The glove box shown here is used for maintaining an inert atmosphere for various polymeric samples, as well as preparation of other samples throughout the department. Since the materials studied here are hydroscopic, the samples must be kept extremely dry during preparation, storage, and during experimentation. The system shown here provides an environment inside the glove box which has a water content below 10ppm which is accomplished by implementing a nitrogen gas atmosphere, along with a molecular sieve to trap remaining water molecules. Inside the glove box is a collection of sample preparation equipment, temperature regulation devices, equipment to monitor sample characteristics, as well as the ability to make viscometry measurements without exposing the samples to the environment.

Pulsed Tunable Dye Laser Facility

This facility consists of two pulsed Lambada Physik Excimer lasers which drive three separate tunable dye lasers. The band width of each dye laser is about 1 MHZ. These dye lasers are synchronized by an optical delay with time resolution of a few nanoseconds. Fast optical detectors are used to synchronize a series of events. This facility ahs been used to study the expansion dynamics of laser induced plasmas.

Student Electronic Shop

Found in this shop are multiple stations with soldering irons, power supplies, function generators, oscilloscopes, and various other test equipment. Many analog and digital IC's are stocked for breadboarding circuits. Facilities exist to make printed circuit boards for low noise and high speed designs. There is an electrical engineer on staff to answer questions and to design custom equipment as needed.

Ion Beam Facility

John Farley's laboratory has a laser beam/ion beam spectrometer. In this instrument, a laser bam is used to measure the absorption spectrum of molecular ions. Measuring the spectrum of an ion is like taking the fingerprint of the ion: it allows identification of the ion. Furthermore, the spectrum reveals the energy levels of the ion, the spacing of the atoms, and the strength of the chemical bonds. Molecular ions are important in the upper atmosphere (ionosphere), in molecular clouds in the interstellar medium and also in industrial plasmas such as those used to make computer chips.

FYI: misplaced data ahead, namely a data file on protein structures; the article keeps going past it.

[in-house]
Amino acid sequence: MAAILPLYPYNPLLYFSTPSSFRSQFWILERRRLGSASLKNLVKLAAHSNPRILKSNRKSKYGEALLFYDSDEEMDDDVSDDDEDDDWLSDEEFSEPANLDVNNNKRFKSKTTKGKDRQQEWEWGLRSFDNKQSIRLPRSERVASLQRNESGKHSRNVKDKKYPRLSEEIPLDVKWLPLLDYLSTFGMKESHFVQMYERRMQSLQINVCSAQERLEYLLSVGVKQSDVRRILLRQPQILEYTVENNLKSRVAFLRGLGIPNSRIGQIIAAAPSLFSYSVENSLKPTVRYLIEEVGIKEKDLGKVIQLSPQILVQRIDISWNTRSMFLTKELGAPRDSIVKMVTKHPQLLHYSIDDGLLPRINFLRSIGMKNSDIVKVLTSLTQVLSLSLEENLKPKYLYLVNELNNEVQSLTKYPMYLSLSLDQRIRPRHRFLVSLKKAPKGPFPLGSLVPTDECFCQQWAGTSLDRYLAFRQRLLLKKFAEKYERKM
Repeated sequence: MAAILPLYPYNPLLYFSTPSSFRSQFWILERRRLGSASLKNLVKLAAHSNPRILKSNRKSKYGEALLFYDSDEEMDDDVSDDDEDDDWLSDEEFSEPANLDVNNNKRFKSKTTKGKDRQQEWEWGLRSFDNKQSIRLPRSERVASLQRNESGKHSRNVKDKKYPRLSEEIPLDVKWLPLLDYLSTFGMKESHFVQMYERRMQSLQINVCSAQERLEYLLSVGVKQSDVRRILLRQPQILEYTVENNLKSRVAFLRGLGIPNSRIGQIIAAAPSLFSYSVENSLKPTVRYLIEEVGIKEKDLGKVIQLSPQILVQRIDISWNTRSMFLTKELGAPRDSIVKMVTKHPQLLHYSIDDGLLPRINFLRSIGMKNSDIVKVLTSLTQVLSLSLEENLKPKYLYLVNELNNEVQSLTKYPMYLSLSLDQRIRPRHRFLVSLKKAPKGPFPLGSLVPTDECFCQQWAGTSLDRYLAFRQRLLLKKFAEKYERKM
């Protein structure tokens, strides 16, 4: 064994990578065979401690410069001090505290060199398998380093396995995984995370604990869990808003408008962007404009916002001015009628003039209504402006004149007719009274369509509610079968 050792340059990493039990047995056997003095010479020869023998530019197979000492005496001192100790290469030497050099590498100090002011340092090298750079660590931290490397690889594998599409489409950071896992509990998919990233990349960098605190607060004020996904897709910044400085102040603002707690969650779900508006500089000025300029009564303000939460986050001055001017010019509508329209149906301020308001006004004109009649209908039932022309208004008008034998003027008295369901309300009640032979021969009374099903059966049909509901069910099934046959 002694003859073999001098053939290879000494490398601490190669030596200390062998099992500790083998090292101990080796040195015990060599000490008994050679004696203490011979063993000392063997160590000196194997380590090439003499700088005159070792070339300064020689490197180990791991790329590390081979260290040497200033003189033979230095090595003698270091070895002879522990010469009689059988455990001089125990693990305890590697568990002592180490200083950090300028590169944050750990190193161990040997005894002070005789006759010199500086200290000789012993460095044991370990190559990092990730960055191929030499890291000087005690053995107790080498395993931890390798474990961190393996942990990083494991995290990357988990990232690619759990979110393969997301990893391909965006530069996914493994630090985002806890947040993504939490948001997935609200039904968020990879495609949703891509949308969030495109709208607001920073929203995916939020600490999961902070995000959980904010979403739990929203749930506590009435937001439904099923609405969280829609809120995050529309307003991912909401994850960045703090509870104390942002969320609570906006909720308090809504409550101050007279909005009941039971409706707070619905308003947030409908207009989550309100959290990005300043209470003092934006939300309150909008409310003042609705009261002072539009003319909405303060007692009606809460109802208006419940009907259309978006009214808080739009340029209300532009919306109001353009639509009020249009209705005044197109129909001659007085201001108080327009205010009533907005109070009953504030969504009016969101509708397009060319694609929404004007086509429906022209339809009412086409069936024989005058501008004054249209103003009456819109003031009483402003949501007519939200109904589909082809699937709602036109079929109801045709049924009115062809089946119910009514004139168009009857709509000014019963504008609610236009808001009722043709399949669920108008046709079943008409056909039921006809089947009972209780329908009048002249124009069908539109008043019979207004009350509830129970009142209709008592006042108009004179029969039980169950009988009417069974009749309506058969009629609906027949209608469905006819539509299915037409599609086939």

Ion Trap Facility

This ions storage facility is primarily designed and fabricated in house. The key component of this facility is a radio frequency ion trap with cylindrical electrode and two flat end caps. The ion trap is operated inside a stainless steel ultra high vacuum chamber that routinely maintains a vacuum well below 10-10 Torr by a Varian turbo molecular pump in combination with a Leybold mechanical pump. Ions are produced by laser ablation of solid target material. Nearly all low charged state ions can be produced, cooled and stored in the rf trap. This facility is currently used to store multiply charged ions that are of interest to astrophysics and fusion plasmas. Studies of these ions include the metastable state lifetime of multiply charged ions, electron capture by multiply charged ions, and dynamics of molecular formation at low temperatures.